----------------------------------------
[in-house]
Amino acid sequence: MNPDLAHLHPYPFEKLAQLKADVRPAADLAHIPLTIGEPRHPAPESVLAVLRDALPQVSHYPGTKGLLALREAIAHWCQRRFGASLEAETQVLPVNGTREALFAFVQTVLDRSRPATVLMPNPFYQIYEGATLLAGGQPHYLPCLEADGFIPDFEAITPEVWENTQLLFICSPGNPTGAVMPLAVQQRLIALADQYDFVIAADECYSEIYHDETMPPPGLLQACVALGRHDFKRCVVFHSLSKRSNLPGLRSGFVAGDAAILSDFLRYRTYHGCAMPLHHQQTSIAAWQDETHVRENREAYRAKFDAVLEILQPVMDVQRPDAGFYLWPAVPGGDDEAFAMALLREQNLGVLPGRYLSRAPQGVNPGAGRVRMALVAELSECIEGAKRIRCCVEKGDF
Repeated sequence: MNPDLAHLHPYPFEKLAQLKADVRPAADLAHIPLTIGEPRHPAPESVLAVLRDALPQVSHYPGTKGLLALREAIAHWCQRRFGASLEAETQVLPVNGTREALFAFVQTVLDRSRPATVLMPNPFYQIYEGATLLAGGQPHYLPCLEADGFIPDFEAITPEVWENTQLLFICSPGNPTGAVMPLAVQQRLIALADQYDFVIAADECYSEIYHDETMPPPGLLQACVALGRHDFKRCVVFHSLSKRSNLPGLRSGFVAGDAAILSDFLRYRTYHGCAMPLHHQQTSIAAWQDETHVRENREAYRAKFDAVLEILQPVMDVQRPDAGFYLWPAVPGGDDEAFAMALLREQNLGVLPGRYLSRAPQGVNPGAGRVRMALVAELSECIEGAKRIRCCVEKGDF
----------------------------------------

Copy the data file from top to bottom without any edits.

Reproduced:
[in-house]
Amino acid sequence: MNPDLAHLHPYPFEKLAQLKADVRPAADLAHIPLTIGEPRHPAPESVLAVLRDALPQVSHYPGTKGLLALREAIAHWCQRRFGASLEAETQVLPVNGTREALFAFVQTVLDRSRPATVLMPNPFYQIYEGATLLAGGQPHYLPCLEADGFIPDFEAITPEVWENTQLLFICSPGNPTGAVMPLAVQQRLIALADQYDFVIAADECYSEIYHDETMPPPGLLQACVALGRHDFKRCVVFHSLSKRSNLPGLRSGFVAGDAAILSDFLRYRTYHGCAMPLHHQQTSIAAWQDETHVRENREAYRAKFDAVLEILQPVMDVQRPDAGFYLWPAVPGGDDEAFAMALLREQNLGVLPGRYLSRAPQGVNPGAGRVRMALVAELSECIEGAKRIRCCVEKGDF
Repeated sequence: MNPDLAHLHPYPFEKLAQLKADVRPAADLAHIPLTIGEPRHPAPESVLAVLRDALPQVSHYPGTKGLLALREAIAHWCQRRFGASLEAETQVLPVNGTREALFAFVQTVLDRSRPATVLMPNPFYQIYEGATLLAGGQPHYLPCLEADGFIPDFEAITPEVWENTQLLFICSPGNPTGAVMPLAVQQRLIALADQYDFVIAADECYSEIYHDETMPPPGLLQACVALGRHDFKRCVVFHSLSKRSNLPGLRSGFVAGDAAILSDFLRYRTYHGCAMPLHHQQTSIAAWQDETHVRENREAYRAKFDAVLEILQPVMDVQRPDAGFYLWPAVPGGDDEAFAMALLREQNLGVLPGRYLSRAPQGVNPGAGRVRMALVAELSECIEGAKRIRCCVEKGDF